Windows 8 - Compared to Windows 7, Installation, Look and Feel
Windows 8 Compared to Windows 7
Touch is the single biggest difference between Windows 8 and its predecessors. Unlike previous Windows generations, Win 8 has actually been completely designed with touch in mind - hence the aforementioned tile interface, formerly called Metro.
So what if you don’t have touch? Well, nearly all of the touch-oriented controls, functions and shortcuts can be manipulated with a mouse or touchpad, and in Desktop mode navigation becomes almost familiar.
The other big differences between Windows 8 and its predecessor are the new Windows Store, Windows 8’s equivalent to Android’s Google Play or iOS’ App Store, the way these programs are managed, and lots of under-the-hood tweaks.
Yes, you will need to re-learn more than with previous Windows transitions since Windows 95, but on the other hand there is much that is familiar too, and, like Android, Windows allows apps that can alter its interface and the ways you interact with it - unlike iOS, where you need to jailbreak a device if you want to customise anything.
Windows 8 Installation
Installing Windows 8 on a fresh machine is a very familiar process for anyone who has tried installing Windows 7. Merely input your Region for Language, Time and Keyboard settings, your license key, and whether you want to do an automatic or manual install, and the rest practically handles itself.
Once the OS is installed but before the final setup, you can choose a colour for your Windows 8 interface, hook up a network, and choose to log in with a Windows Live ID from the likes of Hotmail. If you forgo the Live ID, you’ll miss out on Windows 8 syncing settings and interface options across your various Windows 8 devices. You also need to sign in with one if you want to gain access to the Windows Store, but this is no different to Android or iOS.
Overall, installation should take under half an hour, and under 20 minutes on a fast machine. If you want to try Windows 8 without touching your Windows 7 install, just put it on its own partition and you’ll be offered the choice of which OS to boot into, along with a customisable default, at bootup.
Windows 8 Look and Feel
At this stage, you have probably seen screenshots of Windows 8. If you’ve experienced Windows 7 Phone, you’ll pretty much know what to expect from the new tile interface.
Programs and widgets are represented by various rectangular or square blocks with bright, primary colours. Everything is sharp, flat edges and angles with solid fills - don’t expect any curves or fades here. It’s definitely distinct from other touch-based operating systems, cleaner than some Android installs but not as regimented as iOS.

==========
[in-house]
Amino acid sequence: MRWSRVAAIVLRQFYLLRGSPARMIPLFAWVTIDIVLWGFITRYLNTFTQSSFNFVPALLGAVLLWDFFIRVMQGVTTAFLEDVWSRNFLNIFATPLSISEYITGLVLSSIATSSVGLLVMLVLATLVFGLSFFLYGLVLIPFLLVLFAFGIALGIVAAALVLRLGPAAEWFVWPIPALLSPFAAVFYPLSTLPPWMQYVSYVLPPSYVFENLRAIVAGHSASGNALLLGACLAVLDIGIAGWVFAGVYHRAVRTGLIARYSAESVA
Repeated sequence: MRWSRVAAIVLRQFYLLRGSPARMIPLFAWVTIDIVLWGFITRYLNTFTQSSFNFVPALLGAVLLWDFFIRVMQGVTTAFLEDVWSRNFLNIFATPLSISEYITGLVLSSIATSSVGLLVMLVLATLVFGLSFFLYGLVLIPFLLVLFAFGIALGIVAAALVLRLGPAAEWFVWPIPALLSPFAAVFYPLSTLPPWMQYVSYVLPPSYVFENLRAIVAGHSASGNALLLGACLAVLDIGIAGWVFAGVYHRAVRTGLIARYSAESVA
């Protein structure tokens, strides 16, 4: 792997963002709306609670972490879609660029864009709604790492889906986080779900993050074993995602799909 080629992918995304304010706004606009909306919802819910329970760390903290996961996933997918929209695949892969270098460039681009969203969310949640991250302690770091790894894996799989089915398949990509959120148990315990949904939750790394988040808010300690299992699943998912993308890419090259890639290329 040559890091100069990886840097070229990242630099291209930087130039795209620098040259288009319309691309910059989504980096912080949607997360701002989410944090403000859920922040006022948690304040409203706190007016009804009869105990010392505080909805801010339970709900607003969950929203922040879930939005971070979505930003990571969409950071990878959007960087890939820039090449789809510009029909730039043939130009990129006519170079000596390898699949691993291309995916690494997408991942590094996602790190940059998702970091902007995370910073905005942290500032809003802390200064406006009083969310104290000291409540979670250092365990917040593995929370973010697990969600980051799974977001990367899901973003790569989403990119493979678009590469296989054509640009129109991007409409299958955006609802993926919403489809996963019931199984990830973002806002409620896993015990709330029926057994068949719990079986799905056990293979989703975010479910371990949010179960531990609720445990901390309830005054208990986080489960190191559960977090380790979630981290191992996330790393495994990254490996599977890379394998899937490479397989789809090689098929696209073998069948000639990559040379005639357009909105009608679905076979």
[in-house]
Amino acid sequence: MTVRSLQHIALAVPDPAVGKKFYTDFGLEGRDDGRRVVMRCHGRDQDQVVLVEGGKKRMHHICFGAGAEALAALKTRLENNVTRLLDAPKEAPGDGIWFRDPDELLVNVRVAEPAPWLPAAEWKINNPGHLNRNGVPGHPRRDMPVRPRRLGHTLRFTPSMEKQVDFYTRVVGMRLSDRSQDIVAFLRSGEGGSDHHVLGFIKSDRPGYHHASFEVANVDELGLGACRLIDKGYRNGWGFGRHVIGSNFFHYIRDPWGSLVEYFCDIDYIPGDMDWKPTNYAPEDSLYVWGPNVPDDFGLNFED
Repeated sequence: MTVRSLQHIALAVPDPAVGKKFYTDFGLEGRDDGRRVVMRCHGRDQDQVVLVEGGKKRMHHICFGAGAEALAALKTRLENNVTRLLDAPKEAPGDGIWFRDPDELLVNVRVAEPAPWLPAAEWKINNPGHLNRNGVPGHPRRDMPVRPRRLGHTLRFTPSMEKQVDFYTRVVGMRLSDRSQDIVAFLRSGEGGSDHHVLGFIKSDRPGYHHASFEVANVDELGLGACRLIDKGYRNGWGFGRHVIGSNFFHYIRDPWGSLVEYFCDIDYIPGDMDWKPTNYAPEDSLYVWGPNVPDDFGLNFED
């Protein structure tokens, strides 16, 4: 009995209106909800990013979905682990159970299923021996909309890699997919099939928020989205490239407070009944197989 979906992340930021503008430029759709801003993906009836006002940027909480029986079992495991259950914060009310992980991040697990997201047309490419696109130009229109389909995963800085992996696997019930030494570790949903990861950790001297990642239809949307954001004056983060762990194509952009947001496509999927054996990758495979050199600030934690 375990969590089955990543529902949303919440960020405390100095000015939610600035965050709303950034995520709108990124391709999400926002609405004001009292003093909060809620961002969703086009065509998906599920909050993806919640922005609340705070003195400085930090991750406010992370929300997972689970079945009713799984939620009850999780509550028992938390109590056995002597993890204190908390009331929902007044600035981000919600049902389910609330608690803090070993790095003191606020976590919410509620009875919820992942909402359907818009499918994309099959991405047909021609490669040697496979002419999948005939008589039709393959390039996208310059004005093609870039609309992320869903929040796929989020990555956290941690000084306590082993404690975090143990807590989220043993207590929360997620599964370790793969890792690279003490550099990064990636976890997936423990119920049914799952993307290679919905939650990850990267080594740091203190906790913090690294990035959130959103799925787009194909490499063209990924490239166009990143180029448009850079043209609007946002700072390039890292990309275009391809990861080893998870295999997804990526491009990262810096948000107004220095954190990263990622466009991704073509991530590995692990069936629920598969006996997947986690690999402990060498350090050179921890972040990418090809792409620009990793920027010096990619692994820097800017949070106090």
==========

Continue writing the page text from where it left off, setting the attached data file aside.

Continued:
The only playfulness in Windows 8’s touch interface comes either from backgrounds, of which there is a wide selection with more undoubtedly on the way, or from the images displayed in the tiles themselves.
In a way, these tiles can be seen as ‘windows’ into your app, widget or setting. Unfortunately, for now at least, the size of each tile seems to be predetermined by either Microsoft or the developer.
The disadvantage is that you can’t use existing wallpapers or pictures (yet) for your background. However, you can do so for the lock screen. Again similar to Android or other mobile OSes, the Windows 8 X86 lock screen doesn’t just show you your profile and lets you enter your password, but it also gives you handy info like the date and time, wireless signal strength, new appointments or emails and - if you’re running it on a mobile device - remaining battery life.
Naturally, many essential apps included with Windows 8 have also received a complete make-over, and in many cases for the better. Take the new Photos (equivalent to the previous Picture and Fax viewer default for viewing pics of any kind). It makes full use of the screen without any icons, menus or bars getting in the way - something that required you to go into SlideShow mode in Windows 7.
As you’d expect Photos is completely finger-friendly, letting you pinch to zoom or swipe between pics smoothly. Exit your pictures library, and it lets you pull up images from SkyDrive, Flickr, Facebook etc. Essentially, it’s intuitive, pretty and comprehensive, more so than the native app of any rival OS we can think of including previous Windows versions.
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